"SO MANY ARE DESPERATE TO LEARN ENGLISH"
THE SAN JUAN STAR, VIEWPOINT, MONDAY, OCTOBER 6, 1997, PAGE 69.
Life is certainly full of ironies, and in Puerto Rico we constantly witness a procession of them. Such is the case, for example, of some Puerto Ricans renouncing their U.S. citizenship (insisting on a Puerto Rican citizenship that has no juridical value), while thousands of people from other countries, many of whom risk their lives to reach U.S. soil, become U.S. citizens every year. And this is so because, despite all its flaws, the U.S. offers its citizens the best the world can devise, making U.S. citizenship the most coveted in the world today.
U.S. citizenship embodies the natural heritage of a nation that in fact is the most democratic, powerful and generous in the world, one which offers its citizens a way of life unknown in many so-called independent and sovereign nations. It is a way of life that offers its citizens freedom to pray as they wish, to think as free people who have the strength to work, minds to plan, hearts to love and who enjoy freedom of expression, as was the case of the October 1st march in San Juan of those who oppose the sale of the Puerto Rico Telephone Company. These are all part of the glorious legacy of the United States, as I have often highlighted in this space.
There is another case of irony in Puerto Rico. While some political sectors, charged with a false sense of nationalism and a pervasive anti-U.S. sentiment, fight to deprive our children of the opportunity to learn English in our public schools, immigrant Mexican families in Los Angeles, Calif., are desperate to have their children learn English and are fighting the authorities to let their children do so in public schools. In a recent article in the New York Times, Reverend Alice Callaghan, an Episcopal minister and director of a family community center in Los Angeles, revealed that in 1985 a poor Mexican family came to Los Angeles to work in the garment districts sweatshop. In 1996, they pulled their three children out of school for nearly two weeks until the school agreed to let them take classes in English rather than Spanish.
According to Rev. Callaghan, "seventy other poor immigrant families joined this school boycott in February 1996, insisting that their children be allowed out of the citys bilingual program, which did not teach English to children from Spanish-speaking homes until they learned how to read and write in Spanish. In the end, the parents prevailed. Yet, throughout California and elsewhere in the country, many Hispanic parents are worried that bilingual education programs are keeping their children from learning English. These children live in Spanish-speaking homes, play in Spanish-speaking neighborhoods and study in Spanish-speaking classrooms. Most parents who participated in the school boycott last year toil in garment district sweatshops, others wait on tables, clean downtown offices or sell fruit or tamales on street corners. All struggle on an average monthly income of $800. Education is their only hope for a better future for their children. The first step is learning English."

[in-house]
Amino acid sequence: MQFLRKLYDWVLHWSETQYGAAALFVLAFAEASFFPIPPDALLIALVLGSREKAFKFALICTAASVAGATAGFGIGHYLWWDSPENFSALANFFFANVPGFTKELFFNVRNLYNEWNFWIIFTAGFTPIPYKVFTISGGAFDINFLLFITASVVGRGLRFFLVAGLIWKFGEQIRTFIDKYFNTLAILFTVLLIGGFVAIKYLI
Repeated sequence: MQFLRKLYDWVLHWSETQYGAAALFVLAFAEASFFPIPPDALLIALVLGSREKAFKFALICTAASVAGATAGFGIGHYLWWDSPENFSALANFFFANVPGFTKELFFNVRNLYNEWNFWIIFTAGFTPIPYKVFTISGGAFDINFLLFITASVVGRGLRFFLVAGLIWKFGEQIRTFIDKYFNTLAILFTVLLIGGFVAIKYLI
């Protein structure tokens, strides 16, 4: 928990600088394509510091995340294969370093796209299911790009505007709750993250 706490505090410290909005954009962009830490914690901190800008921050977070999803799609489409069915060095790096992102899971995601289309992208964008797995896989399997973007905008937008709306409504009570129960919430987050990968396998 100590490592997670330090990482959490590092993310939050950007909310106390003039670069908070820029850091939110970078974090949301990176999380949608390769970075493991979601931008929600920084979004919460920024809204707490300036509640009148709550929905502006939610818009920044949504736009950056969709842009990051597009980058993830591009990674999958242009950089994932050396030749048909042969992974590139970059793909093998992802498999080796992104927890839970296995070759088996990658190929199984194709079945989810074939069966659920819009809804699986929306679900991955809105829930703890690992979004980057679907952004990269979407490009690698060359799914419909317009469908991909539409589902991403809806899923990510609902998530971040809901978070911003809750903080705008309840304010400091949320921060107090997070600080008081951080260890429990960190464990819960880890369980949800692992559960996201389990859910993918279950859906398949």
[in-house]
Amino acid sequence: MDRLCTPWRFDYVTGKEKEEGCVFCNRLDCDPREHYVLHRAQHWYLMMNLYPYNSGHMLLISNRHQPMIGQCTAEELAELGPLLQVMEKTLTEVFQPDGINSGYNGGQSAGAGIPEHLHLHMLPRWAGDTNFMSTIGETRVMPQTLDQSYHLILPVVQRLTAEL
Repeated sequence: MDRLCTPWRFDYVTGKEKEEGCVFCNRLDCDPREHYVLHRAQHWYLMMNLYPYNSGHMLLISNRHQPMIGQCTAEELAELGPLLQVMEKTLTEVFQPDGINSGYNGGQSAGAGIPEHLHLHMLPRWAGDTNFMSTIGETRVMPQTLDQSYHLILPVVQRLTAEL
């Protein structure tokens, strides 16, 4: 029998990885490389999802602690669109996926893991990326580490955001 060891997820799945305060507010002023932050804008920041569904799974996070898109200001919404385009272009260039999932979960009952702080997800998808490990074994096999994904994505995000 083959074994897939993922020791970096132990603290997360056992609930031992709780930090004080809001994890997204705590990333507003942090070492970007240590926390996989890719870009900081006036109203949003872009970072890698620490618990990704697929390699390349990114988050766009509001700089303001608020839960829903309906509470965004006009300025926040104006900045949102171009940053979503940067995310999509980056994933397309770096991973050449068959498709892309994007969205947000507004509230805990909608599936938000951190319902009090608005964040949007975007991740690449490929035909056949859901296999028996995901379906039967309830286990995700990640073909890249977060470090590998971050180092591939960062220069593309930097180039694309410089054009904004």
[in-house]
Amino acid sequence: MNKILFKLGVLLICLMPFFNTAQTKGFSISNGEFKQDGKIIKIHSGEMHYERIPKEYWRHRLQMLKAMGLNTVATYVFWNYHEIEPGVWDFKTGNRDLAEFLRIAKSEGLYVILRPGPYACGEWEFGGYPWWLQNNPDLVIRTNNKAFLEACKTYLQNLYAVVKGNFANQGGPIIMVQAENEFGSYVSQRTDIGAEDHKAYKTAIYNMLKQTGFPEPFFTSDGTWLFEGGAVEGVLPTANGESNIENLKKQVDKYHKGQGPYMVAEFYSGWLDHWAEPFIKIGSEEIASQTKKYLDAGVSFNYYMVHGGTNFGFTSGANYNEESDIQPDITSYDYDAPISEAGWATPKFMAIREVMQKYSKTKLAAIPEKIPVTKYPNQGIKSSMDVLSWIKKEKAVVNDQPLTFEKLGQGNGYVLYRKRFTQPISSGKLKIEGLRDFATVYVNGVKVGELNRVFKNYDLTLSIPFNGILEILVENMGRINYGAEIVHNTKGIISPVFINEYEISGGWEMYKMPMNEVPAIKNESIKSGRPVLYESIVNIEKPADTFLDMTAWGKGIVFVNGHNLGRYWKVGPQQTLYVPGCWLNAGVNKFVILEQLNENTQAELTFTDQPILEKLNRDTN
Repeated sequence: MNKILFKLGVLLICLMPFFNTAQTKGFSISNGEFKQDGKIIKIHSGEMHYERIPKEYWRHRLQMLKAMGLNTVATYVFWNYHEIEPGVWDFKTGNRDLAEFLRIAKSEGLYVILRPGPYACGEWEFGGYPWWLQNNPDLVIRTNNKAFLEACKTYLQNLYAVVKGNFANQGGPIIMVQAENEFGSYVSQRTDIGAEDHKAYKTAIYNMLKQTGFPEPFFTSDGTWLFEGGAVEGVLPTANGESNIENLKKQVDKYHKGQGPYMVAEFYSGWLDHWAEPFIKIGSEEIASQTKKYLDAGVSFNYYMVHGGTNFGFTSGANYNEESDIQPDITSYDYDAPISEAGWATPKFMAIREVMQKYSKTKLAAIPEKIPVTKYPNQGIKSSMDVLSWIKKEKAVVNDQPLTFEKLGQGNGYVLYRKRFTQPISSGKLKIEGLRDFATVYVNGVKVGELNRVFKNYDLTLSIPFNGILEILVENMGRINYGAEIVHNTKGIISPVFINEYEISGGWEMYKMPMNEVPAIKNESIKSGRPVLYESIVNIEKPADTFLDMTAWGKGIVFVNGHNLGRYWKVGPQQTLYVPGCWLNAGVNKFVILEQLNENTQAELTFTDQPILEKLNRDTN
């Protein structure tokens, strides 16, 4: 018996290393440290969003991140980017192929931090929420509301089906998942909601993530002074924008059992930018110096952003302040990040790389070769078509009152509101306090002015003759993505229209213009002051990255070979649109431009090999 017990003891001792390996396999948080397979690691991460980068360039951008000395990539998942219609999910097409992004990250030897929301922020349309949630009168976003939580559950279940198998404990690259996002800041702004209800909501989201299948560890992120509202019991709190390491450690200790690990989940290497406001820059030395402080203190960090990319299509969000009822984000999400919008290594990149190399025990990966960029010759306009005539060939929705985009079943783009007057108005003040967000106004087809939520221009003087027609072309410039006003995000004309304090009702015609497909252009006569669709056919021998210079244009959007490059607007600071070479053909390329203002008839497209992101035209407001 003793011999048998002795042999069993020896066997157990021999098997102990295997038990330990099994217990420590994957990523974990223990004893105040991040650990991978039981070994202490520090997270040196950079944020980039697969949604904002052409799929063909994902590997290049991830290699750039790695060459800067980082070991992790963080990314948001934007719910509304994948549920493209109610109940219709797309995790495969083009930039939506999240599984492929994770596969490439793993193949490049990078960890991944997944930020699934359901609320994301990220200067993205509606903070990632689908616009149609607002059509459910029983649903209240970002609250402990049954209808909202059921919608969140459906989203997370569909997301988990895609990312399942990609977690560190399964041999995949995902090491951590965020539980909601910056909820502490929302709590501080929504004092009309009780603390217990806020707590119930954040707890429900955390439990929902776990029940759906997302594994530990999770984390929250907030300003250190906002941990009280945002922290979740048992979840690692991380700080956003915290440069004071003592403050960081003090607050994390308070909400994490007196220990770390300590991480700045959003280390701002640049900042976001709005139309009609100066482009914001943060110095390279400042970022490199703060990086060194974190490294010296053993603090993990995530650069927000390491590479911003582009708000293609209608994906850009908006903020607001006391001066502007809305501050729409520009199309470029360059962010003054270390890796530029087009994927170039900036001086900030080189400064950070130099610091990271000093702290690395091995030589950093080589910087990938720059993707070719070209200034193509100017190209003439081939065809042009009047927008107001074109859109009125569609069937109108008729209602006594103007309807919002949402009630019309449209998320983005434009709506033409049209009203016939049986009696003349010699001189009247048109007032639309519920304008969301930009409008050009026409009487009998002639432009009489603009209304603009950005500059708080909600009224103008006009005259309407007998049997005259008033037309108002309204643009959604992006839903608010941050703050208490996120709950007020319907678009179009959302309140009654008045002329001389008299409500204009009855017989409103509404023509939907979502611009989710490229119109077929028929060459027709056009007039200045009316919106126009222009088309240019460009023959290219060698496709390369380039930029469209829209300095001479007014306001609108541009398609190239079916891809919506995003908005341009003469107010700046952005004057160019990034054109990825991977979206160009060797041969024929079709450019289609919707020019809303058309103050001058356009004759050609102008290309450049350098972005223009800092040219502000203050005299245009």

The above confirms the following remarks of our great patriot, José Celso Barbosa, on the importance of teaching children, especially poor children, while in primary grades:
It is also pertinent to mention what the late Sen. Dennis Chávez (D-New Mexico) said about the importance of learning English:
I said it before and say it again. Lets be on the alert and ready to neutralize the chronic, strident, nationalistic rhetoric against the teaching of English in Puerto Rico of those self-proclaimed champions of our culture and self-appointed guardian angels of our island.